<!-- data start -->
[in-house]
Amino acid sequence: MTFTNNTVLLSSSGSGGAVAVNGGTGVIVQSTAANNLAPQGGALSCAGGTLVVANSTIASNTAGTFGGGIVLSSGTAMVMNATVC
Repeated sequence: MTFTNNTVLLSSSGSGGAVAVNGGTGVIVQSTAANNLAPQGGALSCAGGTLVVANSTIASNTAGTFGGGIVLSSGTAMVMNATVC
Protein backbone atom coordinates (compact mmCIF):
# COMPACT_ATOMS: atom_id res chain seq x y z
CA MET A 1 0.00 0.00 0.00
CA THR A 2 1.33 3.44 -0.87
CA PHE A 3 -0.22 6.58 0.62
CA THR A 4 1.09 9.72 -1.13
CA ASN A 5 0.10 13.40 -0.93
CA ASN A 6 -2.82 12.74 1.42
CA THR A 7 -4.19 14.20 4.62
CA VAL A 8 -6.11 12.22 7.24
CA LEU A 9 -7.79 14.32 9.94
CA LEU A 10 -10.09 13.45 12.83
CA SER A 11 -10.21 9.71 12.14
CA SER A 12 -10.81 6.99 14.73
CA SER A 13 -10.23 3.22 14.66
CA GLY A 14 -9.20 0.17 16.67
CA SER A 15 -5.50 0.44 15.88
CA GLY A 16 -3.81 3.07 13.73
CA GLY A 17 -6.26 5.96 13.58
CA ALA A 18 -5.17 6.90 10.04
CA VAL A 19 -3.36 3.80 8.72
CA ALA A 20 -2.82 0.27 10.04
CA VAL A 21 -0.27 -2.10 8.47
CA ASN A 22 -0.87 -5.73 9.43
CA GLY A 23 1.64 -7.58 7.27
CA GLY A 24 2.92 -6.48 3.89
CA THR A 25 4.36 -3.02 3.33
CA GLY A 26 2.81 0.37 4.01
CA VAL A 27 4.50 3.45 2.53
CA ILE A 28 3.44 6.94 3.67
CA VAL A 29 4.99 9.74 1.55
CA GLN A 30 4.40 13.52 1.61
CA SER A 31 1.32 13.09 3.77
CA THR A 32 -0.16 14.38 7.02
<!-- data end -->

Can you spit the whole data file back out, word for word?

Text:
[in-house]
Amino acid sequence: MTFTNNTVLLSSSGSGGAVAVNGGTGVIVQSTAANNLAPQGGALSCAGGTLVVANSTIASNTAGTFGGGIVLSSGTAMVMNATVC
Repeated sequence: MTFTNNTVLLSSSGSGGAVAVNGGTGVIVQSTAANNLAPQGGALSCAGGTLVVANSTIASNTAGTFGGGIVLSSGTAMVMNATVC
Protein backbone atom coordinates (compact mmCIF):
# COMPACT_ATOMS: atom_id res chain seq x y z
CA MET A 1 0.00 0.00 0.00
CA THR A 2 1.33 3.44 -0.87
CA PHE A 3 -0.22 6.58 0.62
CA THR A 4 1.09 9.72 -1.13
CA ASN A 5 0.10 13.40 -0.93
CA ASN A 6 -2.82 12.74 1.42
CA THR A 7 -4.19 14.20 4.62
CA VAL A 8 -6.11 12.22 7.24
CA LEU A 9 -7.79 14.32 9.94
CA LEU A 10 -10.09 13.45 12.83
CA SER A 11 -10.21 9.71 12.14
CA SER A 12 -10.81 6.99 14.73
CA SER A 13 -10.23 3.22 14.66
CA GLY A 14 -9.20 0.17 16.67
CA SER A 15 -5.50 0.44 15.88
CA GLY A 16 -3.81 3.07 13.73
CA GLY A 17 -6.26 5.96 13.58
CA ALA A 18 -5.17 6.90 10.04
CA VAL A 19 -3.36 3.80 8.72
CA ALA A 20 -2.82 0.27 10.04
CA VAL A 21 -0.27 -2.10 8.47
CA ASN A 22 -0.87 -5.73 9.43
CA GLY A 23 1.64 -7.58 7.27
CA GLY A 24 2.92 -6.48 3.89
CA THR A 25 4.36 -3.02 3.33
CA GLY A 26 2.81 0.37 4.01
CA VAL A 27 4.50 3.45 2.53
CA ILE A 28 3.44 6.94 3.67
CA VAL A 29 4.99 9.74 1.55
CA GLN A 30 4.40 13.52 1.61
CA SER A 31 1.32 13.09 3.77
CA THR A 32 -0.16 14.38 7.02